GREEN, LARRY EDWARD

Name: Larry Edward Green
Rank/Branch: E4/US Marine Corps
Unit: HMM 363, Marine Air Group 16
Date of Birth: 10 February 1947
Home City of Record: Mt. Morris MI
Date of Loss: 26 March 1968
Country of Loss: South Vietnam/Over Water
Loss Coordinates: 161408N 1080740E (AU930130)
Status (in 1973): Body Not Recovered
Category: 5
Acft/Vehicle/Ground: UH34D
Refno: 1103

Other Personnel In Incident: Glenn W. Mowrey; Frankie E. Allgood; Richard
Evancho; Ernest C. Kerr (all missing)

Source: Compiled by Homecoming II Project 15 June 1990 from one or more of
the following: raw data from U.S. Government agency sources, correspondence
with POW/MIA families, published sources, interviews. Updated by the P.O.W.
NETWORK 1998.

REMARKS: PIL/COP RES - ALL SEARCH FAIL - J

SYNOPSIS: The Sikorsky UH34D Seahorse was a vital aircraft in Vietnam, serving
as transport of both personnel and materiel. The Seahorse and its pilots
particularly distinguished themselves throughout the spring of 1968 during one
of the most crucial and bitterly contested struggles of the Vietnam War -- the
Tet Offensive.

On March 26, 1968, a UH34D was serving as a medevac helicopter in South Vietnam.
The crew consisted of the pilot and co-pilot, as well as CPL Larry E. Green,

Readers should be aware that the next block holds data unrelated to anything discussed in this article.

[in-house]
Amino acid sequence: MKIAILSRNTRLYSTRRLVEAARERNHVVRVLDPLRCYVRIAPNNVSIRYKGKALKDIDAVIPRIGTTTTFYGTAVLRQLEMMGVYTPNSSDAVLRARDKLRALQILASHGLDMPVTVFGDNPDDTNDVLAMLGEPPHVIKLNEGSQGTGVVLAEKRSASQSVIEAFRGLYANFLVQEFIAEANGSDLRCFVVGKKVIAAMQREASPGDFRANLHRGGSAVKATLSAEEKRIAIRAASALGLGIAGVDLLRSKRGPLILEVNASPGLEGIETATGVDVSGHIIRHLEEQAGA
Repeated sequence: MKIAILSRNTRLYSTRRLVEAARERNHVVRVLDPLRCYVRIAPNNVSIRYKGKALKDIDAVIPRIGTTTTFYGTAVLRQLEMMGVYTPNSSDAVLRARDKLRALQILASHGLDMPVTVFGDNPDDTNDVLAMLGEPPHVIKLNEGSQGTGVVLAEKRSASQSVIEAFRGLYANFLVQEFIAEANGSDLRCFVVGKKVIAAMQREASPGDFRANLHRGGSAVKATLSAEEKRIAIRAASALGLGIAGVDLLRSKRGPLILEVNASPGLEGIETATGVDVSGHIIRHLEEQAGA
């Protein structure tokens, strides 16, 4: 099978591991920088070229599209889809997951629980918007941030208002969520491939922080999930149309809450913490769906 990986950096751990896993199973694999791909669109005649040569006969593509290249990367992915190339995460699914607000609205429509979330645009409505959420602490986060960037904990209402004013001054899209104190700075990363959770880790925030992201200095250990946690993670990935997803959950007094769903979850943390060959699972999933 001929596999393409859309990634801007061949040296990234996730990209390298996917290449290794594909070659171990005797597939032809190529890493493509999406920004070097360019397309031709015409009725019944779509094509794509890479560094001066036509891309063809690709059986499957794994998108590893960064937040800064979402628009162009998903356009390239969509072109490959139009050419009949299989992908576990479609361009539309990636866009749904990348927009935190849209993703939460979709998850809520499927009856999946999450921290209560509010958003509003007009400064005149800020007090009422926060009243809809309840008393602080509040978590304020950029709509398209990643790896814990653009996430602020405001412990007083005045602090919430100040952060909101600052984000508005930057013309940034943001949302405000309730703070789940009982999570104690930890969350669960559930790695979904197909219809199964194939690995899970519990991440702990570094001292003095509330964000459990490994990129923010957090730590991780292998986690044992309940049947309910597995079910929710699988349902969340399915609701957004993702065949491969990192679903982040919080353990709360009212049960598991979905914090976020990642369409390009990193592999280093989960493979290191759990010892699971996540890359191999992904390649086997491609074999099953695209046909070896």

crew chief; and LCPL Ernest C. Kerr Jr., gunner. They were transported wounded
Marines for medical treatment.

LTC Frankie E. Allgood had been wounded in the temple by shrapnel; LCPL Richard
Evancho and CPL Glenn W. Mowrey were also injured. These three were being
medevaced onboard the UH34D. The helicopter crossed a stretch of the South China
Sea during adverse weather conditions. The helicopter crashed into the sea about
three miles from its destination, Da Nang, South Vietnam.

Search teams were dispatched at once, and the pilot and co-pilot were rescued.
Crew members Kerr and Green were not rescued, nor were the other occupants of
the helicopter, including the badly wounded Frankie Allgood. All were presumed
drowned and were classified Killed, Body Not Recovered. Because the medevac was
apparently not struck by hostile fire, the incident was deemed non-battle
related.

For the men aboard the Seahorse lost on March 26, 1968, death seems a certainty.
For hundreds of others, however, simple answers are not possible. Adding to the
torment of nearly 10,000 reports relating to Americans missing in Southeast Asia
is the certain knowledge that some Americans who were known to be prisoners of
war were not released at the end of the war. Others were suspected to be
prisoners, and still others were in radio contact with would-be rescuers when
last seen alive. Many were known to have survived their loss incidents, only to
disappear without a trace.

The problem of Americans still missing torments not only the families of those
who are missing, but the men who fought by their sides, and those in the general
public who realize the full implication of leaving men unaccounted for at the
end of a war.

Tragically, many authorities believe there are hundreds of Americans still alive
in captivity in Southeast Asia today. What must they be thinking of us? What
will our next generation say if called to fight if we are unable to bring these
men home from Southeast Asia?